Would a mobility scooter suit you?
A mobility scooter is a great option to take the effort out of walking. They’re suitable if you have good sitting balance, the ability to step on and off, adequate eyesight and a good memory. However, if you have problems with any of the above, or if you have a medical condition that is likely to change, this might not be the best solution for you.
Choosing the right mobility scooter
Mobility scooters fall into two main categories – those for the pavement and those for the road. If opting for a scooter, it’s a good idea to start by weighing up the benefits and disadvantages of each type. Below, we describe the different types and help you decide what kind would be best suited to your needs.
A mobility scooter is a medical device as well as a lifestyle choice. It’s important to get the right one for you – for example, with a tiller and controls you can operate if you have arthritic fingers. Otherwise you could waste money or buy a scooter that isn’t the safest or most comfortable. Take advice from a mobility shop or by contacting an occupational therapist before you make a final decision on what to buy.
Top things to consider when choosing a mobility scooter
- The types of journeys you plan to make
- The types of terrain you’ll cover
- Your storage facilities
- Your body weight and size
- Your budget.
Types of mobility scooter
Mobility scooters for the pavement
Scooters you can use to travel on pavements and in shopping areas are called Class 2 scooters. If you live near a high street and you can get to your destinations by avoiding roads, this may be a good choice.
Class 2 scooters are smaller, lighter and often cheaper than those designed for the road, and can have three, four or, in some cases, five wheels. Although some models are capable of much faster speeds, they should be driven at 4mph on pavements – and some models may also allow you to cap the speed level to this legal limit.
Folding boot scooters
These are small mobility scooters, also for use on pavements only, that can be folded or taken apart for transporting. They are sometimes referred to as ‘boot’ scooters. If you can drive or have access to a car and you’re looking for something to take you short distances, this can be a good choice.
There are two types: folding and dismantling.
- Folding scooters allow you to reduce them to a compact shape and wheel them, like a wheelie case. This makes them particularly convenient for air travel.
- Dismantling scooters are made up of four or five sections that have to be taken apart for travel or put together before they can be used.
Mobility scooters for the road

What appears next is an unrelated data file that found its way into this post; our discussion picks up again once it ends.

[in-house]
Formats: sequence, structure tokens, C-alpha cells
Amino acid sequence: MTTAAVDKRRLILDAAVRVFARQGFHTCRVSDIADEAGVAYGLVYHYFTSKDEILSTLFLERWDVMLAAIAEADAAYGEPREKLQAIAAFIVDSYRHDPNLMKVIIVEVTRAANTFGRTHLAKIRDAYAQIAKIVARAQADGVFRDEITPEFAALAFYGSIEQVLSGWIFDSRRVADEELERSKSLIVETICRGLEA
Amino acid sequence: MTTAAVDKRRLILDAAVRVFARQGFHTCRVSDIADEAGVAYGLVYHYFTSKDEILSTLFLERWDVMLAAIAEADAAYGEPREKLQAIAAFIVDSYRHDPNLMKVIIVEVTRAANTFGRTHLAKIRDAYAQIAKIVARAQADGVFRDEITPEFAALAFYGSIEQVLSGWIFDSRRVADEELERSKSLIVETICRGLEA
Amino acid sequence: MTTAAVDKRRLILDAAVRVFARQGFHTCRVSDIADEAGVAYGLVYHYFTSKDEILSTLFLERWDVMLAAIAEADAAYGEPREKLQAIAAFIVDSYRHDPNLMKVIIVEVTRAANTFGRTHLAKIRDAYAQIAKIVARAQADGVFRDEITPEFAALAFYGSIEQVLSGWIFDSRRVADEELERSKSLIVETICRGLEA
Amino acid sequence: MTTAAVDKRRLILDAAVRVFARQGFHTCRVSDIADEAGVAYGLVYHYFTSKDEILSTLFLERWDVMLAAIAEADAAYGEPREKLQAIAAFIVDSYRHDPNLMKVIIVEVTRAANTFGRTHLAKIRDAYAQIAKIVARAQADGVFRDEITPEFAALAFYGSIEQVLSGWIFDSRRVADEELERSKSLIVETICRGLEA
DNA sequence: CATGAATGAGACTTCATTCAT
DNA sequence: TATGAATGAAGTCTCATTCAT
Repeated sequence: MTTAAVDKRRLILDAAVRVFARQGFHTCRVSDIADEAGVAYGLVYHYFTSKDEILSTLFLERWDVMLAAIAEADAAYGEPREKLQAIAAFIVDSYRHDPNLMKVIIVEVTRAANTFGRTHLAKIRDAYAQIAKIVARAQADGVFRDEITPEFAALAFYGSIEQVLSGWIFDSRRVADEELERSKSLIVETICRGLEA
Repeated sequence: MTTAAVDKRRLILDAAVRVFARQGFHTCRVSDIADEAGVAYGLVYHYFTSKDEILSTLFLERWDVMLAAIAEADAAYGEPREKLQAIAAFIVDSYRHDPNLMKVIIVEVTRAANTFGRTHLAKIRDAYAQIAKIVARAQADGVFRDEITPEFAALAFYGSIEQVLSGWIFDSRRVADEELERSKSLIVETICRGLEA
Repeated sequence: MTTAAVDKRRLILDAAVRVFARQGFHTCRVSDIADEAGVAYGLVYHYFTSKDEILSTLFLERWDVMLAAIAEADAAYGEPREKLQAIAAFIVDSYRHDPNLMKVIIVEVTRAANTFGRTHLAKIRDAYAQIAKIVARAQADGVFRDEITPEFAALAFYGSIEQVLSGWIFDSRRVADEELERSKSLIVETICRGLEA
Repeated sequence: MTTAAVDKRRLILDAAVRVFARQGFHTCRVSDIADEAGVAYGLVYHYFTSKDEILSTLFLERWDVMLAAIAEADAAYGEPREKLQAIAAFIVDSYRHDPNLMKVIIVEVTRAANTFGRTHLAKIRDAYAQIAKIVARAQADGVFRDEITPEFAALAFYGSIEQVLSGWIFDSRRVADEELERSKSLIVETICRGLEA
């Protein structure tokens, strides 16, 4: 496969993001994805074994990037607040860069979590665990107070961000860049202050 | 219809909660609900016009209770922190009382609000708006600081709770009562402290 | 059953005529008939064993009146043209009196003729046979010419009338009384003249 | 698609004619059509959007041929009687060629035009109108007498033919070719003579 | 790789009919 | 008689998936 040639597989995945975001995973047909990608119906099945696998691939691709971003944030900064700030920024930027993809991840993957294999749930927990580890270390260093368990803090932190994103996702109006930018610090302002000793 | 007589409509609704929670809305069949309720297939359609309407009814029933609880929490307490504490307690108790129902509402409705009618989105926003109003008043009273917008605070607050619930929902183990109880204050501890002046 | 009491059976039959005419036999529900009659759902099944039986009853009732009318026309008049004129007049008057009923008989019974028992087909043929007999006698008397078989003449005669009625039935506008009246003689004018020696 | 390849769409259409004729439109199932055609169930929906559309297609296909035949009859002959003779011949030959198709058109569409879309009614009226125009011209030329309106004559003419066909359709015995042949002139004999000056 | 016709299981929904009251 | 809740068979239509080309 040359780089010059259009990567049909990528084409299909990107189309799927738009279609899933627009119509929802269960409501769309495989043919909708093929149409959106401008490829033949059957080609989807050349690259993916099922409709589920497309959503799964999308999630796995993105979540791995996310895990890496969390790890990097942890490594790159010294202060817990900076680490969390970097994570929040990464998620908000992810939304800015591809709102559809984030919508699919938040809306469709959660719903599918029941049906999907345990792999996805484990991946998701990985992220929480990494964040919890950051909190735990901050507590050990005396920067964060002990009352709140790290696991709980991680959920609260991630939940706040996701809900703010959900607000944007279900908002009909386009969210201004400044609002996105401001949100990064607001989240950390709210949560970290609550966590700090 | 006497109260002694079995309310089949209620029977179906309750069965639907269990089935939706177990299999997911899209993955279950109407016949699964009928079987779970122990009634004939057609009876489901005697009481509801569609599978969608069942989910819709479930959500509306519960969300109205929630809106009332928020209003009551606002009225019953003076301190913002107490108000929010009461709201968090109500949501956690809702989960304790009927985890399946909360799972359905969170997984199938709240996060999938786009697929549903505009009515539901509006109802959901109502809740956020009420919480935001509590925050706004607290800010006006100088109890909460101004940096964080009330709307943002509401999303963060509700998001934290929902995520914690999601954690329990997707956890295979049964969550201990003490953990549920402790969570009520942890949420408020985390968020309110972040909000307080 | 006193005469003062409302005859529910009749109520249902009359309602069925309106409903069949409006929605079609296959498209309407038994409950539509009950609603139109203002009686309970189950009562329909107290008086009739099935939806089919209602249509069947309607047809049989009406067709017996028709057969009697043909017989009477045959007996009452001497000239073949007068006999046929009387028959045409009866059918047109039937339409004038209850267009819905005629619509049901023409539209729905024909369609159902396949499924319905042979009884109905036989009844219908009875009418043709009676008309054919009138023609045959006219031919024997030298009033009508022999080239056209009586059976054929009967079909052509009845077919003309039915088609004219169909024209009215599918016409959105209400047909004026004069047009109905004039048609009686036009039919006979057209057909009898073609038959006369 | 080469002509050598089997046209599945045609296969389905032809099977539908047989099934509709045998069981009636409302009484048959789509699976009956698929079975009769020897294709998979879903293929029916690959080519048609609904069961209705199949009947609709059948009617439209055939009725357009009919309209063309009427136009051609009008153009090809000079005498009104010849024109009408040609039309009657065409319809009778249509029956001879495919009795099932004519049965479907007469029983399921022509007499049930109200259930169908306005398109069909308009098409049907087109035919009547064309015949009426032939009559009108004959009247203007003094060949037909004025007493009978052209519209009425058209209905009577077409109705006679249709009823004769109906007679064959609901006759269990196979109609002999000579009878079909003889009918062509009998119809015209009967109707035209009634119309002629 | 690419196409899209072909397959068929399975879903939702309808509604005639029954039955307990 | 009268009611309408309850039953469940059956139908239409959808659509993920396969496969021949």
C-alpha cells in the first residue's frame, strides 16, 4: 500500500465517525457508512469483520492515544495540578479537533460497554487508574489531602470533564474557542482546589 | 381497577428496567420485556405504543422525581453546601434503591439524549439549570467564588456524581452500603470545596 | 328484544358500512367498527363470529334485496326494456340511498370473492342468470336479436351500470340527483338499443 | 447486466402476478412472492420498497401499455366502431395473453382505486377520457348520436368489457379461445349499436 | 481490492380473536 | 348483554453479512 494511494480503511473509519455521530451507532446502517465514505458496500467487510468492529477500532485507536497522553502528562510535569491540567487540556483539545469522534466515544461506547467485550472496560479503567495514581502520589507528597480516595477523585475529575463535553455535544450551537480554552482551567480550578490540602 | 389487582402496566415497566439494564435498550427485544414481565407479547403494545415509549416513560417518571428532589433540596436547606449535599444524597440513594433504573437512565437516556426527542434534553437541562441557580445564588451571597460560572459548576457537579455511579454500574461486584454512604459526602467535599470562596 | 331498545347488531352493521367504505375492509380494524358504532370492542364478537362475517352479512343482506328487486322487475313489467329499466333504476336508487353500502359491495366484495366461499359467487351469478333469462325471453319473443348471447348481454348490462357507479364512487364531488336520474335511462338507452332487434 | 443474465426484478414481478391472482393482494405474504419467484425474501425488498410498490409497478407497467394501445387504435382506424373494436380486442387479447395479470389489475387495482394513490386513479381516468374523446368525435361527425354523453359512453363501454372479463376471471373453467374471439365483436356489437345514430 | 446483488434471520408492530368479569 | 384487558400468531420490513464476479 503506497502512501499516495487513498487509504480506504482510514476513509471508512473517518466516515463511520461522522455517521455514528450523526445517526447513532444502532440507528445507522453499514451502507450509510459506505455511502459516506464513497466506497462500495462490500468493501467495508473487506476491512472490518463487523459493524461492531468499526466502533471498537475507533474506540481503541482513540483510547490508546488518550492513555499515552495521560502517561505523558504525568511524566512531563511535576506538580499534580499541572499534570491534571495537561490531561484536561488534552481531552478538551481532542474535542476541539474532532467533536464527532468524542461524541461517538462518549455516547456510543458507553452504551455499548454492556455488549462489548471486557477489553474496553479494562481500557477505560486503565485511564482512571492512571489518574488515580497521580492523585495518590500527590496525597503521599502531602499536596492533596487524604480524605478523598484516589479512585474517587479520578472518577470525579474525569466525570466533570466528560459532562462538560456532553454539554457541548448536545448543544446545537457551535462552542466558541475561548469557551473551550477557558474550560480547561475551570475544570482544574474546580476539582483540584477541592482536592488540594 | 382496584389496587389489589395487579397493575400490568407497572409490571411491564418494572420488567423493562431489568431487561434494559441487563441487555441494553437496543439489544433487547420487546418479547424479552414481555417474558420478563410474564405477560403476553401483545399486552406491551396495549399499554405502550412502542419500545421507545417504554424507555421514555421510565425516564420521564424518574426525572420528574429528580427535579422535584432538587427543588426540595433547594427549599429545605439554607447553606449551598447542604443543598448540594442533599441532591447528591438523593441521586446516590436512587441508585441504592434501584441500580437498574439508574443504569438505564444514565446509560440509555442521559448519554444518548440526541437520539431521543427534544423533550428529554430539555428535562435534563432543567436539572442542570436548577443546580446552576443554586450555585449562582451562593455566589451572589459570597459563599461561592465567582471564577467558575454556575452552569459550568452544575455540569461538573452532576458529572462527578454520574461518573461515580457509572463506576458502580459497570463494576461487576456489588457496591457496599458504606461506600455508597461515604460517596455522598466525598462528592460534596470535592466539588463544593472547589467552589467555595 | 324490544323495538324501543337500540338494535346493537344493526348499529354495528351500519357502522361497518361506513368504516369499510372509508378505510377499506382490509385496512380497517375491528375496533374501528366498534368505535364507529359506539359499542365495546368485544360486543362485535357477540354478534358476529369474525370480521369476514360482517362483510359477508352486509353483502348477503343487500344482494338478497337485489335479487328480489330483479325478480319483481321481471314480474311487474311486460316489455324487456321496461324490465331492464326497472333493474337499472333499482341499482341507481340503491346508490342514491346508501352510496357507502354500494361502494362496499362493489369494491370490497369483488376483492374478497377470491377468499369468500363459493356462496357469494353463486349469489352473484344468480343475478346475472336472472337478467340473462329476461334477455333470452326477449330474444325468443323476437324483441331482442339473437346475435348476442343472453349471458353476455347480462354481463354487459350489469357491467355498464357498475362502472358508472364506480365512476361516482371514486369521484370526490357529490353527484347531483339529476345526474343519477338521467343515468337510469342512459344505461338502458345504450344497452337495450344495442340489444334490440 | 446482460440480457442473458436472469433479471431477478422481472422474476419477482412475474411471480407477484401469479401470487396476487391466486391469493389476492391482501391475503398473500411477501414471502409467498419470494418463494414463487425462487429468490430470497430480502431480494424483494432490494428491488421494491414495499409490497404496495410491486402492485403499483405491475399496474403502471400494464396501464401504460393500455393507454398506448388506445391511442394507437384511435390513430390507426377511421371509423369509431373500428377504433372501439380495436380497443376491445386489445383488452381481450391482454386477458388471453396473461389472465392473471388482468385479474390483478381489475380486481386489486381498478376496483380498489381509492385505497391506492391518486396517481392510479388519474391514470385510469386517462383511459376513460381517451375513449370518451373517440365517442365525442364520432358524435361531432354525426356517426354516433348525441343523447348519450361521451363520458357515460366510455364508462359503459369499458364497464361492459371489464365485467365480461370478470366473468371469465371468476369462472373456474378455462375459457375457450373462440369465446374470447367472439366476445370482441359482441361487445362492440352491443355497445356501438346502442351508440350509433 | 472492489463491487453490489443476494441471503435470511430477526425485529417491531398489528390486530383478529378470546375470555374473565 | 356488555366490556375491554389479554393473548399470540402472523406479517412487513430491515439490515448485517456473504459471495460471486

Mobility scooters for the road are Class 3 vehicles. They are larger and heavier than their Class 2 cousins. You can drive them on any roads, except motorways or dual carriageways that have a speed limit of 50mph or above. The maximum speed at which you can drive your scooter on a road is 8mph (it’s 4mph for pavements).
Mobility scooters buying guide
If you would like more in-depth advice on choosing or buying a mobility scooter, including information about how we test the leading brands, visit the mobility scooter buying guide on Which? Home & garden.
Buying a second-hand mobility scooter
There’s a huge market for used mobility scooters sold by individual private sellers. Before you look, it’s best to identify the scooter you want – this will stop you from being tempted to buy a cheap second-hand scooter that’s not right for your needs or lifestyle. Remember to factor in the cost of maintaining and servicing any scooter you buy, as well as extras such as insurance and breakdown cover.
Read more advice on buying a second-hand mobility scooter in Which? Home & garden.
Mobility scooter storage
It’s unlikely that you’ll ever need to bring your electric scooter inside the home, but it may be necessary to store it in a lobby area or hallway. Safety regulations around access may need to be taken into account in a communal building, so always check before making a purchase. You’ll also need to think about charging the scooter, so ensure there is an electric socket in the area you’re planning to store it in.
If you wish to store the scooter in your garage or shed (these are the most common storage solutions), make sure there is an electric point at an accessible height for easy charging. It should be simple for you to get into and out of the shed or garage, so check there is a clear and safe route, as well as adequate lighting.
If it’s not possible to store your scooter in or around the home or garden, another option is to use a specially designed scooter storage unit with an electric supply.
Read about the differences between manual and electric wheelchairs and how to customise yours for greater comfort.
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